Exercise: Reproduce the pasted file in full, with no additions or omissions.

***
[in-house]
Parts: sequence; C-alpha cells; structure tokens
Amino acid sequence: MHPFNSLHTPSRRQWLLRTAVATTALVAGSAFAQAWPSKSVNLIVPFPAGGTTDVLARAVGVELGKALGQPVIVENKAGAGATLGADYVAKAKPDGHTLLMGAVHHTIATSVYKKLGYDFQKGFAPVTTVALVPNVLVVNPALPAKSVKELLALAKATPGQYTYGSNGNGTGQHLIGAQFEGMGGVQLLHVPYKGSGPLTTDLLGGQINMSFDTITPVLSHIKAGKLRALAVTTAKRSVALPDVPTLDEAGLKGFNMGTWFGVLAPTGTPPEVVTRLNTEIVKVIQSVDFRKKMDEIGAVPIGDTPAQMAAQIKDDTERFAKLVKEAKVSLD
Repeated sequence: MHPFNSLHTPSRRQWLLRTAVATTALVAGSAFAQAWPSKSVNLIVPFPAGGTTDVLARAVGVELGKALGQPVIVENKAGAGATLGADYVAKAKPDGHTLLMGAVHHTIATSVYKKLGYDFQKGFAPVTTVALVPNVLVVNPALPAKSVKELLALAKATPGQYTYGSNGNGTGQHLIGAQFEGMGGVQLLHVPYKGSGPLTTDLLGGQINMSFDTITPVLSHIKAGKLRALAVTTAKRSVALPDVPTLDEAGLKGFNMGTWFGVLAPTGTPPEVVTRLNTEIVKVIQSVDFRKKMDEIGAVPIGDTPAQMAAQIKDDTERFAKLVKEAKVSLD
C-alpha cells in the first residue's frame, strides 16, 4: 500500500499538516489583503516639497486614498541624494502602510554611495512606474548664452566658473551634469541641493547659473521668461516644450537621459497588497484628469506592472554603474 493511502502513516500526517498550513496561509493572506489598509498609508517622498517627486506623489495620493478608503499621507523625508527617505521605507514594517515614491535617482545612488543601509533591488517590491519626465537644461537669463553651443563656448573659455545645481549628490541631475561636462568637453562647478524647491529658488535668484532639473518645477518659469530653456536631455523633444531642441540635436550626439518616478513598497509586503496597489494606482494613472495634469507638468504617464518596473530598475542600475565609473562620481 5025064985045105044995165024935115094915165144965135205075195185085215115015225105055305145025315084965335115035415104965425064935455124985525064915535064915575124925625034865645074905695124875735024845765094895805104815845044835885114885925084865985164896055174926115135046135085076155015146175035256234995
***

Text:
[in-house]
Parts: sequence; C-alpha cells; structure tokens
Amino acid sequence: MHPFNSLHTPSRRQWLLRTAVATTALVAGSAFAQAWPSKSVNLIVPFPAGGTTDVLARAVGVELGKALGQPVIVENKAGAGATLGADYVAKAKPDGHTLLMGAVHHTIATSVYKKLGYDFQKGFAPVTTVALVPNVLVVNPALPAKSVKELLALAKATPGQYTYGSNGNGTGQHLIGAQFEGMGGVQLLHVPYKGSGPLTTDLLGGQINMSFDTITPVLSHIKAGKLRALAVTTAKRSVALPDVPTLDEAGLKGFNMGTWFGVLAPTGTPPEVVTRLNTEIVKVIQSVDFRKKMDEIGAVPIGDTPAQMAAQIKDDTERFAKLVKEAKVSLD
Repeated sequence: MHPFNSLHTPSRRQWLLRTAVATTALVAGSAFAQAWPSKSVNLIVPFPAGGTTDVLARAVGVELGKALGQPVIVENKAGAGATLGADYVAKAKPDGHTLLMGAVHHTIATSVYKKLGYDFQKGFAPVTTVALVPNVLVVNPALPAKSVKELLALAKATPGQYTYGSNGNGTGQHLIGAQFEGMGGVQLLHVPYKGSGPLTTDLLGGQINMSFDTITPVLSHIKAGKLRALAVTTAKRSVALPDVPTLDEAGLKGFNMGTWFGVLAPTGTPPEVVTRLNTEIVKVIQSVDFRKKMDEIGAVPIGDTPAQMAAQIKDDTERFAKLVKEAKVSLD
C-alpha cells in the first residue's frame, strides 16, 4: 500500500499538516489583503516639497486614498541624494502602510554611495512606474548664452566658473551634469541641493547659473521668461516644450537621459497588497484628469506592472554603474 493511502502513516500526517498550513496561509493572506489598509498609508517622498517627486506623489495620493478608503499621507523625508527617505521605507514594517515614491535617482545612488543601509533591488517590491519626465537644461537669463553651443563656448573659455545645481549628490541631475561636462568637453562647478524647491529658488535668484532639473518645477518659469530653456536631455523633444531642441540635436550626439518616478513598497509586503496597489494606482494613472495634469507638468504617464518596473530598475542600475565609473562620481 5025064985045105044995165024935115094915165144965135205075195185085215115015225105055305145025315084965335115035415104965425064935455124985525064915535064915575124925625034865645074905695124875735024845765094895805104815845044835885114885925084865985164896055174926115135046135085076155015146175035256234995